Netflix film ‘Cuties’ ‘normalizes sexualization of little girls,’ critics say

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Sen. Ted Cruz, other lawmakers call for Justice Department investigation

A new film that debuted last week on Netflix has sparked a firestorm of criticism for its provocative and suggestive depiction of young female actors that “normalizes the sexualization of little girls,” according to reports.

The independent film production titled “Mignonnes,” or “Cuties,” caused an immediate uproar in Washington and beyond as pre-teen girls in the movie are shown performing dance moves similar to those seen inside adult entertainment venues.

The foreign language film first raised eyebrows in August, when Netflix began promoting it with a movie poster that featured several scantily clad girls. As criticism mounted against the marketing materials, Netflix issued an apology and removed the posters.

But since the film’s release last week on the streaming service, the backlash has snowballed into a full-scale campaign against the film, with Republican Sens. Ted Cruz of Texas and Tom Cotton of Arkansas calling on the Justice Department to investigate the film’s production and distribution.

Adding to the controversy are false claims that the movie features child nudity, which is not true, according to The Associated Press.

“Cuties” is a coming-of-age tale about an 11-year-old Senegalese immigrant named Amy who lives in an impoverished Paris suburb under the close eye of her Muslim family. The girl falls into a clique of rebellious young girls at her middle school who choreograph dance routines and dress in crop tops and heels. In between “twerking,” the girls talk on a range of topics, from Kim Kardashian and fad diets to boys and sex, which they don’t yet fully understand.

In a statement, Netflix defended the film as a “social commentary against the sexualization of young children” and attributed the rampant inaccuracies to the fact that some critics had not seen the film, the AP reported.

“It’s an award-winning film and a powerful story about the pressure young girls face on social media and from society more generally growing up — and we’d encourage anyone who cares about these important issues to watch the movie,” a Netflix spokesperson said in a statement.

This image released by Netflix shows the cast of the coming-of-age film "Cuties." The backlash to the French independent film “Mignonnes,” or “Cuties,” started before it had even been released because of a poster that went viral for its provocative depiction of its young female actors.

Credit: AP

Credit: AP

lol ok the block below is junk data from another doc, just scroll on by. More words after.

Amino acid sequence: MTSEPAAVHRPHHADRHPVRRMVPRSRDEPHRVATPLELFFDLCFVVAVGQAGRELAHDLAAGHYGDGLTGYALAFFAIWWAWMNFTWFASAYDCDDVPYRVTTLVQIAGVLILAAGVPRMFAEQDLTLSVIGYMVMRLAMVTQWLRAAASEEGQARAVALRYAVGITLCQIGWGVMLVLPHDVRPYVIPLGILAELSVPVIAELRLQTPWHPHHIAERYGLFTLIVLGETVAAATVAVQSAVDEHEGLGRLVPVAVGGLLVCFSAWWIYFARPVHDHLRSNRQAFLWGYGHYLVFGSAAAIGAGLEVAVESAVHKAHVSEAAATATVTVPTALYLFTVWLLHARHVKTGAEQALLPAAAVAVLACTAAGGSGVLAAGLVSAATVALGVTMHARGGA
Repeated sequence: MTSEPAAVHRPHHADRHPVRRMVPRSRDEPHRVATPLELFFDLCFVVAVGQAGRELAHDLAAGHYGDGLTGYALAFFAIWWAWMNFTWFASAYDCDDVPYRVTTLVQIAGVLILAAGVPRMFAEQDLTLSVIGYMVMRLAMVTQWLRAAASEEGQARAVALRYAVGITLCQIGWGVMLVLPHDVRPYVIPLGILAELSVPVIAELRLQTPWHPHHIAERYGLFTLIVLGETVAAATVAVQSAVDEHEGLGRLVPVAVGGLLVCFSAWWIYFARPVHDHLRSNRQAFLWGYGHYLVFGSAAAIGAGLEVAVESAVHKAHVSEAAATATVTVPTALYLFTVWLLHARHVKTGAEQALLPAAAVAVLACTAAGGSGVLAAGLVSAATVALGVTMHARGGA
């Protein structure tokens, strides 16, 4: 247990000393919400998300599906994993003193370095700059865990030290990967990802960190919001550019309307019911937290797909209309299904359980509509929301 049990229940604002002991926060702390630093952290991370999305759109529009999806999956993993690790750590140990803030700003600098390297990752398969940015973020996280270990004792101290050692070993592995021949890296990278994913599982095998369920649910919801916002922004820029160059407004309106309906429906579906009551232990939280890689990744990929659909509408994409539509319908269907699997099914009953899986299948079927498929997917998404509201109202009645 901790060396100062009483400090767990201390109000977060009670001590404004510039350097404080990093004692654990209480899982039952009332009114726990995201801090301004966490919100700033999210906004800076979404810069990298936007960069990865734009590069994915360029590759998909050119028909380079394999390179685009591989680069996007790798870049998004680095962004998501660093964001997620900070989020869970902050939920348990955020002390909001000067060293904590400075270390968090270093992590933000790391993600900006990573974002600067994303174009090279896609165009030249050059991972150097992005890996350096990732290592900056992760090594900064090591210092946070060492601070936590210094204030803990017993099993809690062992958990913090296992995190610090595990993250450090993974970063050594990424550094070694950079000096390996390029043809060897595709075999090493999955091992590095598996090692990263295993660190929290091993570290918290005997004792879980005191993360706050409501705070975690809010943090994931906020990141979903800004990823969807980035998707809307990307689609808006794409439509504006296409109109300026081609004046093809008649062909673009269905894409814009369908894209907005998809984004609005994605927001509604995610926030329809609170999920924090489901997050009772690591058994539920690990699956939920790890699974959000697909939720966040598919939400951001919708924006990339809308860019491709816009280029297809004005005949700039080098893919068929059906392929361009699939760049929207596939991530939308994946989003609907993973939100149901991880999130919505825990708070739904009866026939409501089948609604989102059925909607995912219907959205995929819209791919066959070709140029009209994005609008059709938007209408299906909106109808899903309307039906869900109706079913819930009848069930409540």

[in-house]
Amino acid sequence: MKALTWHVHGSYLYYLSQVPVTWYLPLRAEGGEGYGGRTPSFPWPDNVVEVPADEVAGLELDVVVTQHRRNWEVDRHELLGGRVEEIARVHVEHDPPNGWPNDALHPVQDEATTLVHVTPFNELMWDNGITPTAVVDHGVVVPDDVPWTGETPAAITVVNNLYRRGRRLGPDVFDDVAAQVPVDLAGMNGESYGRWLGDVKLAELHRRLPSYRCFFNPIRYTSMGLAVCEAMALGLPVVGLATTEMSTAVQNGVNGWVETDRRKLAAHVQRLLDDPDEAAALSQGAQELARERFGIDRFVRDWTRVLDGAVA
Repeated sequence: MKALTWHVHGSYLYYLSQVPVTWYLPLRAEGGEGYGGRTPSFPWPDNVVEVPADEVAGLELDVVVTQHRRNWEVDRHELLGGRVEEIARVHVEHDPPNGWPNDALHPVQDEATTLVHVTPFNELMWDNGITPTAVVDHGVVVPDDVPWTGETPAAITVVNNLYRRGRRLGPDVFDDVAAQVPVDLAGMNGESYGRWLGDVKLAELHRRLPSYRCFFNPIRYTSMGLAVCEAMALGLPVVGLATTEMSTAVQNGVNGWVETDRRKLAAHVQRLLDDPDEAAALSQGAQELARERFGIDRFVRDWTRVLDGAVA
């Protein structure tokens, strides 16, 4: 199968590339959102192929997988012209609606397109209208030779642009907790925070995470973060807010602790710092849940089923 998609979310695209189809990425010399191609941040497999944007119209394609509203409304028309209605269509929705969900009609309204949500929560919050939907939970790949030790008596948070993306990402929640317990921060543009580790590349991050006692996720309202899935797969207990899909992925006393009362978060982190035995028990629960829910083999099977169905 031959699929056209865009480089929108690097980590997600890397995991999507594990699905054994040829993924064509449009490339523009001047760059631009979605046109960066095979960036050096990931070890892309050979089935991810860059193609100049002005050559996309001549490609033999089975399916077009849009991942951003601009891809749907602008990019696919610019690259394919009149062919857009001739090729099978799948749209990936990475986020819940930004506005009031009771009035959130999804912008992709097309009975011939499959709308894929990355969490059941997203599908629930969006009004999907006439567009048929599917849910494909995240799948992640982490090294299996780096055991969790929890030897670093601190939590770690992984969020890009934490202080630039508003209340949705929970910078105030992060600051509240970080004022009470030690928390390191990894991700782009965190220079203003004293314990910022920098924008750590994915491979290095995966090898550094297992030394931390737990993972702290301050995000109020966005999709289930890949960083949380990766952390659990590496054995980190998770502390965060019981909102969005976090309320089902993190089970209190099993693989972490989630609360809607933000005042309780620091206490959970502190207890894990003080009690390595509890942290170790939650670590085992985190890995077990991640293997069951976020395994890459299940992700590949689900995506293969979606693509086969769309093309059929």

The streaming service’s stance, however, failed to quiet the film’s detractors.

In Cruz’s letter to Attorney General William Barr last week, he urged the nation’s top law enforcement officer to “determine whether Netflix, its executives, or the individuals involved in the filming and production of ‘Cuties’ violated any federal laws against the production and distribution of child pornography.”

In a Sunday interview with Fox News Channel, Cruz explained his opposition to the film, arguing that Netflix is “making money by selling the sexual exploitation of young kids.” Cruz and others have also pointed to the production deal between Netflix and former President Barack Obama and Michelle Obama, although neither has any association with the film “Cuties.”

Congressman Ken Buck of Colorado also tweeted that he and Rep. Andy Biggs of Arizona also want the Justice Department to investigate.

Missouri Sen. Josh Hawley, a Republican, also sent a letter to Netflix CEO Reed Hastings asking for the film to be removed from the platform while he awaits answers about how the film was made and marketed.

Criticism for the film also surfaced among Democrats.

Hawaii Rep. Tulsi Gabbard went on Twitter and flatly called the film “child porn” and included a photo of the recalled poster saying it would “certainly whet the appetite of pedophiles & help fuel the child sex trafficking trade.”

“Netflix, you are now complicit,” Gabbard said.

Melissa Henson, program director for the Parents Television Council, said the film “normalizes the sexualization of little girls,” and more than 640,000 accounts have signed a Change.org petition calling on users to cancel their Netflix accounts over the film.

Some film critics have also weighed in on the controversy and highlighted the merits of the film.

“It would have been easy for (Maimouna) Doucouré to use a broad brush to paint the different extremes of Amy’s experience (‘stifling tradition bad, dancing good’), but she’s not exactly making ‘Footloose’ here,” New York Magazine film critic Bilge Ebiri wrote. “'Cuties' is not a blunt screed or a finger-wagging cautionary tale in either direction — which is one reason why anyone watching the film looking for clear messages about right and wrong is bound to be disappointed, maybe even outraged.”

Doucouré was inspired to make the film partly because she observed some 11-year-old girls dancing “like we’re used to seeing in video clips” at a gathering in Paris and wanted to investigate why such young girls were mimicking such adult behavior.

“Our girls see that the more a woman is overly sexualized on social media, the more she is successful. Children just imitate what they see, trying to achieve the same result without understanding the meaning,” Doucouré said. “It is dangerous.”

— Information provided by The Associated Press was used to supplement this report.